Speaking of  GPUs: the number of available PCIe lanes remains the same from the P55 platform to the P67 platform, with 16 in total for use as either 1×16 or as 2×8 in crossfire / SLI. Additional lanes will likely come via an NF200 chip as on boards from both P55 and X58 platforms.

Sandy Bridge Die

Sandy Bridge Die

CPU Architecture Labeled

CPU Architecture Labeled

Turbo boost gets a re-vamp as well and is branded as Turbo Boost Technology 2.0. The implementation seems to be more seamless than in the previous generation. In fact, this is how you overclock these processors – at least on the Intel board used in this review. I could find no way to turn off frequency throttling and maintain a constant frequency. There is a maximum non-turbo multiplier (in this case that’s 34) and then adjustable turbo multipliers. The way to overclock is by raising the maximum turbo multiplier on all cores while raising voltage(s) as necessary. It’s definitely very different but Turbo 2.0 remains seamless even with relatively heavy overclocks.

Intel Turbo 2.0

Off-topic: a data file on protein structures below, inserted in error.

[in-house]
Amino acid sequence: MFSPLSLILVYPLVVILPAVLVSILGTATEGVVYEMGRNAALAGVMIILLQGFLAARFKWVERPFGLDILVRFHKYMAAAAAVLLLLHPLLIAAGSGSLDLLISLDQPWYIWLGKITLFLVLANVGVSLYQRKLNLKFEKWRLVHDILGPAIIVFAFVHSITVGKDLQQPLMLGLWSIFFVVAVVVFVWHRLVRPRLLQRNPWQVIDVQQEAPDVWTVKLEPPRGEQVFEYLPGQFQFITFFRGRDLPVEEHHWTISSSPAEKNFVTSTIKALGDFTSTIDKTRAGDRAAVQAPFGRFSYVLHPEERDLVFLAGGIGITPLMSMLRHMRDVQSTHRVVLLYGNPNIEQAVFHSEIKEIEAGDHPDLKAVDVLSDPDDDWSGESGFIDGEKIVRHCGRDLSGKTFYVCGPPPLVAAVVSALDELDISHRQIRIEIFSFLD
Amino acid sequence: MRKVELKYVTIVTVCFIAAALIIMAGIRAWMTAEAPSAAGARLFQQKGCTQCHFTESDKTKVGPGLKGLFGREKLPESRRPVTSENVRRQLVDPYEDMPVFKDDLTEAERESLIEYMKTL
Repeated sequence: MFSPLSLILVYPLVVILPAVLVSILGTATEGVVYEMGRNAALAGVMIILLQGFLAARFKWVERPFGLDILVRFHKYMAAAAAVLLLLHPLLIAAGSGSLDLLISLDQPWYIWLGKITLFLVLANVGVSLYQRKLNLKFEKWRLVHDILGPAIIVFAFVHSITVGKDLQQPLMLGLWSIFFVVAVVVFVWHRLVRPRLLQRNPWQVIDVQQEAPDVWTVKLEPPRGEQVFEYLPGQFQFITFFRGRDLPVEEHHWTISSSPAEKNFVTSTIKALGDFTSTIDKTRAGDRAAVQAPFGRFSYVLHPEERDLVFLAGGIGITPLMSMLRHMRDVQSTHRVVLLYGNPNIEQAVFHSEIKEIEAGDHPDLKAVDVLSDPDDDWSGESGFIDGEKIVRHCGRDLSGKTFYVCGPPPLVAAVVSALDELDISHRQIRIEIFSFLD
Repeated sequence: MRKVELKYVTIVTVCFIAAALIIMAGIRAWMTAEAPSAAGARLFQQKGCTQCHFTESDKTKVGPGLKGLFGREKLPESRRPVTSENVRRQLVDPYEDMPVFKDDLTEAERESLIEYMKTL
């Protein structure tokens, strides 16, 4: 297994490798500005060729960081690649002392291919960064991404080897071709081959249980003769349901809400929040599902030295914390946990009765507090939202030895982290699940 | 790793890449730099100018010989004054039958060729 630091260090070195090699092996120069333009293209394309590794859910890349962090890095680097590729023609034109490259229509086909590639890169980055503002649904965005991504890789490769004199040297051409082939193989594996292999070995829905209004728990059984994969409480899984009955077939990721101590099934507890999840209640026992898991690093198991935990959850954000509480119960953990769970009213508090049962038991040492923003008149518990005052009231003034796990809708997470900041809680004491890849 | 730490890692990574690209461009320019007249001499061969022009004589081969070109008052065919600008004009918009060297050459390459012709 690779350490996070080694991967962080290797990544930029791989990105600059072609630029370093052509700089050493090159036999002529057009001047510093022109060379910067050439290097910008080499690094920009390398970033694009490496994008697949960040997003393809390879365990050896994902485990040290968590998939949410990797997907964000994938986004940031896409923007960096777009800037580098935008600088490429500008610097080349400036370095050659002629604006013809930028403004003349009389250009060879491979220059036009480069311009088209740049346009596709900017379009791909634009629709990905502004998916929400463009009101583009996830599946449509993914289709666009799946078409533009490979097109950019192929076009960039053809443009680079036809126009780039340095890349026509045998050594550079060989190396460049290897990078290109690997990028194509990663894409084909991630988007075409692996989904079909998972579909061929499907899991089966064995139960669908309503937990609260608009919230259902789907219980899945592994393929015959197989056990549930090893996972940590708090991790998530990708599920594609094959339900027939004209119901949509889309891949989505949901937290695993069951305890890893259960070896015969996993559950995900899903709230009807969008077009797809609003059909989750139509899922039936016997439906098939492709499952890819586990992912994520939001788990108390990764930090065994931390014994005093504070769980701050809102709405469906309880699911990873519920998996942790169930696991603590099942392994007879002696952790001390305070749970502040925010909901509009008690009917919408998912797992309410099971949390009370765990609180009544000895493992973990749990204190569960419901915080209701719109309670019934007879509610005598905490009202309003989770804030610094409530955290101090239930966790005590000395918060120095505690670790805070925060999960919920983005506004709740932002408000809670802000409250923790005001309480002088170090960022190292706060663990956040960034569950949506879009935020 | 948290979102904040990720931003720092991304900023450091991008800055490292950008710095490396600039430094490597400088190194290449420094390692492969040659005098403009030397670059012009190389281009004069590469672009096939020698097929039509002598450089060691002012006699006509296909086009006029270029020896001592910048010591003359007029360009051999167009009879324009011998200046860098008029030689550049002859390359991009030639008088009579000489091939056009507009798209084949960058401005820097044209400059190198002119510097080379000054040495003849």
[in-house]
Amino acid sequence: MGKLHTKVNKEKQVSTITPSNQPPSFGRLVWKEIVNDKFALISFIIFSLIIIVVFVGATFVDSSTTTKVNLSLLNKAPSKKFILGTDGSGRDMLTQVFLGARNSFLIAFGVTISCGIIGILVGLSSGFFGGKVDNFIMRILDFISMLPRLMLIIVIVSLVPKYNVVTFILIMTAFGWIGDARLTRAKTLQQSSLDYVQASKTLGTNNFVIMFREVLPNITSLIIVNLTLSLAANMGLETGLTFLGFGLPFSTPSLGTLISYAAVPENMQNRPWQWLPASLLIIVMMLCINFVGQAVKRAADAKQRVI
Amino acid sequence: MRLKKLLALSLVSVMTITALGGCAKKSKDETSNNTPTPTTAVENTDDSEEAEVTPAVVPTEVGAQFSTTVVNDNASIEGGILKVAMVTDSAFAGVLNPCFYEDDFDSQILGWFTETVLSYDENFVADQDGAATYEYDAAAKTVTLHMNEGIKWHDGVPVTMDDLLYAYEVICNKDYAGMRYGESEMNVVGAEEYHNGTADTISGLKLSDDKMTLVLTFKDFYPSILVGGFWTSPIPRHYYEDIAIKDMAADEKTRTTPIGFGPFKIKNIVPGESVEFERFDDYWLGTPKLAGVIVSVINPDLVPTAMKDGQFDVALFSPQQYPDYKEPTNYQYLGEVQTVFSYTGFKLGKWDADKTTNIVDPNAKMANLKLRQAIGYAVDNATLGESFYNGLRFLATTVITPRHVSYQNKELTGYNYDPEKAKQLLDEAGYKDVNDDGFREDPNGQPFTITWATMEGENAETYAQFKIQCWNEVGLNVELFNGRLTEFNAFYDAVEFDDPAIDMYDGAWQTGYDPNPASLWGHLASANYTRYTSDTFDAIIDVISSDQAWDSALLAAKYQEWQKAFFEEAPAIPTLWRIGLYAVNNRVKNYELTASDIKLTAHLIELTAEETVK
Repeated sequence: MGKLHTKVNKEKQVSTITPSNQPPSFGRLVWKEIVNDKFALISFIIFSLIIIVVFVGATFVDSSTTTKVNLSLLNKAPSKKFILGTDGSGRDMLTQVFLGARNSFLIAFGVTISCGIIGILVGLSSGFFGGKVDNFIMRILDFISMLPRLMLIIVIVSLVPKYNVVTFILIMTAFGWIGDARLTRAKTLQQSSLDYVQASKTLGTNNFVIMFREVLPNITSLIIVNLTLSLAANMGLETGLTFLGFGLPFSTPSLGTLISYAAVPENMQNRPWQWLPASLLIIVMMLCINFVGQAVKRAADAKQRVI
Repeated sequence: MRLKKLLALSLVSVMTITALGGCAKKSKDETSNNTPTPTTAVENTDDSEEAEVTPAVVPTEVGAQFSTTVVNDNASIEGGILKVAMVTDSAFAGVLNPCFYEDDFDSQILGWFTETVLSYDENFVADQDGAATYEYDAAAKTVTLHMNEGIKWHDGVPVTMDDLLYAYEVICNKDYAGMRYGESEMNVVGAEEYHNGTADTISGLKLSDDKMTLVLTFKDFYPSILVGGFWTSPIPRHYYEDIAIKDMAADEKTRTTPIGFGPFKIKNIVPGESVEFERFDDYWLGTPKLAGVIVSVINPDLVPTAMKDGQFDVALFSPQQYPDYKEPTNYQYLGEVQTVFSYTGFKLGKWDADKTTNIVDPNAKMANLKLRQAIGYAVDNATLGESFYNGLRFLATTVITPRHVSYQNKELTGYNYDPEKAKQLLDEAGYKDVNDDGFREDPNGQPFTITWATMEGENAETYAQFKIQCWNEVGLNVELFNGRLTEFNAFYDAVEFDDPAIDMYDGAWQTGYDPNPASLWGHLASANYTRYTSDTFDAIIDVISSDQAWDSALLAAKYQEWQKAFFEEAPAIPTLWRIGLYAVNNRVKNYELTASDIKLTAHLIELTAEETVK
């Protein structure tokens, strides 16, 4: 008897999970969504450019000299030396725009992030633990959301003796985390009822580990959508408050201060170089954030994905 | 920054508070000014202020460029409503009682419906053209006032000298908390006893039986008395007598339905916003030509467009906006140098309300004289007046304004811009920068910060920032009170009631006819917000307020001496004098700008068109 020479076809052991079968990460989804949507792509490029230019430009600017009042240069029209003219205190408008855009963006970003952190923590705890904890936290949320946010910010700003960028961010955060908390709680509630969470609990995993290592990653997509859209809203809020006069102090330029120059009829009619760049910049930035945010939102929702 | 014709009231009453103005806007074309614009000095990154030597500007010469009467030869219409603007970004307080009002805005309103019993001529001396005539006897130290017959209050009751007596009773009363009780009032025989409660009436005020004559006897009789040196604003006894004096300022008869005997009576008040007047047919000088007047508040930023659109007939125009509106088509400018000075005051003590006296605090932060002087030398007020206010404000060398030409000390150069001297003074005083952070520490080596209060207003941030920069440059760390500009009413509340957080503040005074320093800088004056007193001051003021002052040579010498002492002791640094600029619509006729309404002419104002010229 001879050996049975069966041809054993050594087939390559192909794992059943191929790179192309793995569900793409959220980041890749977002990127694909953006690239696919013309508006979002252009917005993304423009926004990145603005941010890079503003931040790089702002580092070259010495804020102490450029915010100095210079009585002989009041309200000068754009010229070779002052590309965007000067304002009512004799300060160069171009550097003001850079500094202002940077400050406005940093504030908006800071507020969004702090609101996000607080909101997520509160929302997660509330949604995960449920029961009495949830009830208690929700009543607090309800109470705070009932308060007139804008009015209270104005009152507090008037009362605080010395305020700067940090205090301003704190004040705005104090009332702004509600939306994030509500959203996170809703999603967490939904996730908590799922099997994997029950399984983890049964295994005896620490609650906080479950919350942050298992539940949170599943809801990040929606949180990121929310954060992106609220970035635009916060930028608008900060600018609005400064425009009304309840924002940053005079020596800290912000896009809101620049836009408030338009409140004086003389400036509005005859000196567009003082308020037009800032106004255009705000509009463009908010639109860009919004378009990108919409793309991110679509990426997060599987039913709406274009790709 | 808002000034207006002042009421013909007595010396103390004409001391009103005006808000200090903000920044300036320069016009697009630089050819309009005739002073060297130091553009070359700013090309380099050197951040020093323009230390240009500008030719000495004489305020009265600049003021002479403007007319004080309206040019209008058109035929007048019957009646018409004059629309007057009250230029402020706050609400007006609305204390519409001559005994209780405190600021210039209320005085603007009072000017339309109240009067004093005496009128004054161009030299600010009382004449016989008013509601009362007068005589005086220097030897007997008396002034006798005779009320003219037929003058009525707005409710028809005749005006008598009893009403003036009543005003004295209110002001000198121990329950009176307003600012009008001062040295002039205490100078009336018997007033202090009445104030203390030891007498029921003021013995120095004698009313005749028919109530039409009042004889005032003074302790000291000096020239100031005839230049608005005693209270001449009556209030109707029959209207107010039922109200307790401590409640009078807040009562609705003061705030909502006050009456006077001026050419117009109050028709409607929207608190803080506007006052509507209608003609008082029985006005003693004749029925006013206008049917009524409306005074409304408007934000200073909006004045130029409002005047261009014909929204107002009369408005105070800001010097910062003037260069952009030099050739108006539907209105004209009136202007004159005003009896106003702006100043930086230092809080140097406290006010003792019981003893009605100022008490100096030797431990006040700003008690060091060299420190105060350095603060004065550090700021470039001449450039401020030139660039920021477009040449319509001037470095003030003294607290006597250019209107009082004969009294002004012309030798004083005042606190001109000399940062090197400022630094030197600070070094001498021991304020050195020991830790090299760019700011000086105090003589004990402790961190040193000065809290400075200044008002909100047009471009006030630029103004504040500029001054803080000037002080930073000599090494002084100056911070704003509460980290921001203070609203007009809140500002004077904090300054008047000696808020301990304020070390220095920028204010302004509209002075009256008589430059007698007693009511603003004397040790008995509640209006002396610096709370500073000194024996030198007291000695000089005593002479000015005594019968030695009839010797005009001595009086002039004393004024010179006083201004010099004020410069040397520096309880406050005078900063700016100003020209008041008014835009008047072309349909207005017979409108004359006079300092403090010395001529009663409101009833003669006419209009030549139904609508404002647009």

Intel Turbo 2.0

Intel Turbo Monitor

Intel Turbo Monitor

Intel has two new pieces of software for us as well. First is the Turbo Monitor pictured above and second is their Extreme Tuning Utility which is similar to AMD’s OverDrive. I’m not sure if it will be usable on all P67 boards or just Intel-branded ones, but the comment below about customizing the plug-in or using Intel’s GUI suggests that it may be usable by everyone.

Intel Extreme Tuning Utility

Intel Extreme Tuning Utility

The utility is not without its quirks though. Unfortunately, it requires the PC to be restarted in order to adjust the turbo multipliers, so overclockers using Windows may wish to find something else to keep them in the OS while pushing the clocks. Overall, it’s a pretty useful tool.

Efficiency per clock is a big thing with Sandy Bridge’s release. We’ll show our own results in a bit, but here are Intel’s own benches against the Core i7 870 from the previous generation.

Productivity Comparison

Productivity Comparison

Content Creation Comparison

Content Creation Comparison

This is not a bad show. We’ll be comparing our review sample to an i7 870 as well so we’ll see how things work out in our benchmark suite.